Adenosine deaminases (ADAs) from human, bovine, and Plasmodium falciparum sources were analyzed by kinetic isotope effects (KIEs) and shown to have distinct but related transition states. Human adenosine deaminase (HsADA) is present in most mammalian cells and is involved in B- and T-cell development. The ADA from Plasmodium falciparum (PfADA) is essential in this purine auxotroph, and its inhibition is expected to have therapeutic effects for malaria. Therefore, ADA is of continuing interest for inhibitor design. Stable structural mimics of ADA transition states are powerful inhibitors. Here we report the transition-state structures of PfADA, HsADA, and bovine ADA (BtADA) solved using competitive kinetic isotope effects (KIE) and density functional calculations. Adenines labeled at [6-13C], [6-15N], [6-13C, 6-15N], and [1-15N] were synthesized and enzymatically coupled with [1′-14C] ribose to give isotopically labeled adenosines as ADA substrates for KIE analysis. [6- 13C], [6-15N], and [1-15N]adenosines reported intrinsic KIE values of (1.010, 1.011, 1.009), (1.005, 1.005, 1.002), and (1.004, 1.001, 0.995) for PfADA, HsADA, and BtADA, respectively. The differences in intrinsic KIEs reflect structural alterations in the transition states. The [1-15N] KIEs and computational modeling results indicate that PfADA, HsADA, and BtADA adopt early SNAr transition states, where N1 protonation is partial and the bond order to the attacking hydroxyl nucleophile is nearly complete. The key structural variation among PfADA, HsADA, and BtADA transition states lies in the degree of N1 protonation with the decreased bond lengths of 1.92, 1.55, and 1.28 Å, respectively. Thus, PfADA has the earliest and BtADA has the most developed transition state. This conclusion is consistent with the 20-36-fold increase of kcat in comparing PfADA with HsADA and BtADA.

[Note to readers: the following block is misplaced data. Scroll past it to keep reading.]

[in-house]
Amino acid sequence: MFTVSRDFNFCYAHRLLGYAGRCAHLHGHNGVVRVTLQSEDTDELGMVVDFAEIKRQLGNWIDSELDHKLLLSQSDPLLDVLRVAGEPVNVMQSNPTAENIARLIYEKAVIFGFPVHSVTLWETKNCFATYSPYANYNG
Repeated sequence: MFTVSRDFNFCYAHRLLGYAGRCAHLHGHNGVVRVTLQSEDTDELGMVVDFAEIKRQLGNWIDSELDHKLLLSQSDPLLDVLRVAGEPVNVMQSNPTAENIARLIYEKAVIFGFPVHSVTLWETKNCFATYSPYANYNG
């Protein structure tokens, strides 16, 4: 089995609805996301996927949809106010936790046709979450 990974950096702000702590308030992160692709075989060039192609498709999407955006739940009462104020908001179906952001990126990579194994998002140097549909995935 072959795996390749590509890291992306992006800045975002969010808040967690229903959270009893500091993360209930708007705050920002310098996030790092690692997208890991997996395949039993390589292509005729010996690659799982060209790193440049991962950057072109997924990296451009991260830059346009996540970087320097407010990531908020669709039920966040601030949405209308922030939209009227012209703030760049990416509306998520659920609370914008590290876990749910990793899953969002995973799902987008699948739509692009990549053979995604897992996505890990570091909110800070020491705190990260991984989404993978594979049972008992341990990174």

ASJC Scopus subject areas
- Colloid and Surface Chemistry